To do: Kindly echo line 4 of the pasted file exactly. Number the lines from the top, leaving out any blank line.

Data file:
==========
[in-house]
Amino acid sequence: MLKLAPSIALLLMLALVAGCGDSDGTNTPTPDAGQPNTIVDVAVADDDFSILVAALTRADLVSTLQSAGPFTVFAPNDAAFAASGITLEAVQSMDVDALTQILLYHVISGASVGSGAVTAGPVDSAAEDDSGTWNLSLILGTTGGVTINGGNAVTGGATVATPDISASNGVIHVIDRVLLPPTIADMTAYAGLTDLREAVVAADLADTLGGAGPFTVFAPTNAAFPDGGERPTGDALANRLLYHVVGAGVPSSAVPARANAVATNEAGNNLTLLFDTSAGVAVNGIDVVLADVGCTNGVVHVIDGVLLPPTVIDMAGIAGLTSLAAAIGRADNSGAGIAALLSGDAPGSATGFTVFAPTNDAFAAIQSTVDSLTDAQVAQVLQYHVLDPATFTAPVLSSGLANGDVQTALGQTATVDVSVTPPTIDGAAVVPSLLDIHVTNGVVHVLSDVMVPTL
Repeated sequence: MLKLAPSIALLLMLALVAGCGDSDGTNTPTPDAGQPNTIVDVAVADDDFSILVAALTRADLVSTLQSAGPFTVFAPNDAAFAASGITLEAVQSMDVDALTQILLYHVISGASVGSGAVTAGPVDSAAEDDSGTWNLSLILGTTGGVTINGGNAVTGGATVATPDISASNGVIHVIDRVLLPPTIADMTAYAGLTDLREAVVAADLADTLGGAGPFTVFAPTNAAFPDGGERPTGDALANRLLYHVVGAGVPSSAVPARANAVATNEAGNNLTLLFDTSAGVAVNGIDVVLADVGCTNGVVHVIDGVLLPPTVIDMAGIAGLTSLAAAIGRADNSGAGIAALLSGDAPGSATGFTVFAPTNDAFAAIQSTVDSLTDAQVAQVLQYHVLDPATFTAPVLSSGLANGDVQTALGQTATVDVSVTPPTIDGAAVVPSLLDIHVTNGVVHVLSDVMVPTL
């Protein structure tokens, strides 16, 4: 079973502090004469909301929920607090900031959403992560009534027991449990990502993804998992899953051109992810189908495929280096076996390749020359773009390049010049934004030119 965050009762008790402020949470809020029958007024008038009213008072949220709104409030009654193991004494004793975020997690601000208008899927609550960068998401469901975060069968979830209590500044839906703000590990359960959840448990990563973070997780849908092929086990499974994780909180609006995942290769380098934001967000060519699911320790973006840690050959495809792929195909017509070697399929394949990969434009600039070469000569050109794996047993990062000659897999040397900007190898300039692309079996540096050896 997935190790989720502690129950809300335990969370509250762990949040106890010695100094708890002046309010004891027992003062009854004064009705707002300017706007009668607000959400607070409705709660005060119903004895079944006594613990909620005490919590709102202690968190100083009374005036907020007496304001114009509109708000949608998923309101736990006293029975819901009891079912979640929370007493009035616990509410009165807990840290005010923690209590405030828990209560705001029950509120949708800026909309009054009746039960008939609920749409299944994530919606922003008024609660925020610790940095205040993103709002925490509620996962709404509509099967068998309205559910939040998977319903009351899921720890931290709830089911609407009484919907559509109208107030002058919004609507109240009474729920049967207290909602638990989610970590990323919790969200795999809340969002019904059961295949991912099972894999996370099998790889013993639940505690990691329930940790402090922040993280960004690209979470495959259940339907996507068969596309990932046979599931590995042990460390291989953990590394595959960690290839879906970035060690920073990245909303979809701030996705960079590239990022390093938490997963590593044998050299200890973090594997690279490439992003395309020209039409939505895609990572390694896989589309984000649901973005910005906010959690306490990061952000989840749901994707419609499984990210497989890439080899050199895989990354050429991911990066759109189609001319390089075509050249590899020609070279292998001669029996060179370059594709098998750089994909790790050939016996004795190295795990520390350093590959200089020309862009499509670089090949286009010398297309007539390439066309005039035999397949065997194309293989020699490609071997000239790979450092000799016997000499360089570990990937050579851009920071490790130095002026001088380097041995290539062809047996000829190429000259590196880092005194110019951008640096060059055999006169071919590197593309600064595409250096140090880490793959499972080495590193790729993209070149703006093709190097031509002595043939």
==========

């Protein structure tokens, strides 16, 4: 079973502090004469909301929920607090900031959403992560009534027991449990990502993804998992899953051109992810189908495929280096076996390749020359773009390049010049934004030119 965050009762008790402020949470809020029958007024008038009213008072949220709104409030009654193991004494004793975020997690601000208008899927609550960068998401469901975060069968979830209590500044839906703000590990359960959840448990990563973070997780849908092929086990499974994780909180609006995942290769380098934001967000060519699911320790973006840690050959495809792929195909017509070697399929394949990969434009600039070469000569050109794996047993990062000659897999040397900007190898300039692309079996540096050896 997935190790989720502690129950809300335990969370509250762990949040106890010695100094708890002046309010004891027992003062009854004064009705707002300017706007009668607000959400607070409705709660005060119903004895079944006594613990909620005490919590709102202690968190100083009374005036907020007496304001114009509109708000949608998923309101736990006293029975819901009891079912979640929370007493009035616990509410009165807990840290005010923690209590405030828990209560705001029950509120949708800026909309009054009746039960008939609920749409299944994530919606922003008024609660925020610790940095205040993103709002925490509620996962709404509509099967068998309205559910939040998977319903009351899921720890931290709830089911609407009484919907559509109208107030002058919004609507109240009474729920049967207290909602638990989610970590990323919790969200795999809340969002019904059961295949991912099972894999996370099998790889013993639940505690990691329930940790402090922040993280960004690209979470495959259940339907996507068969596309990932046979599931590995042990460390291989953990590394595959960690290839879906970035060690920073990245909303979809701030996705960079590239990022390093938490997963590593044998050299200890973090594997690279490439992003395309020209039409939505895609990572390694896989589309984000649901973005910005906010959690306490990061952000989840749901994707419609499984990210497989890439080899050199895989990354050429991911990066759109189609001319390089075509050249590899020609070279292998001669029996060179370059594709098998750089994909790790050939016996004795190295795990520390350093590959200089020309862009499509670089090949286009010398297309007539390439066309005039035999397949065997194309293989020699490609071997000239790979450092000799016997000499360089570990990937050579851009920071490790130095002026001088380097041995290539062809047996000829190429000259590196880092005194110019951008640096060059055999006169071919590197593309600064595409250096140090880490793959499972080495590193790729993209070149703006093709190097031509002595043939």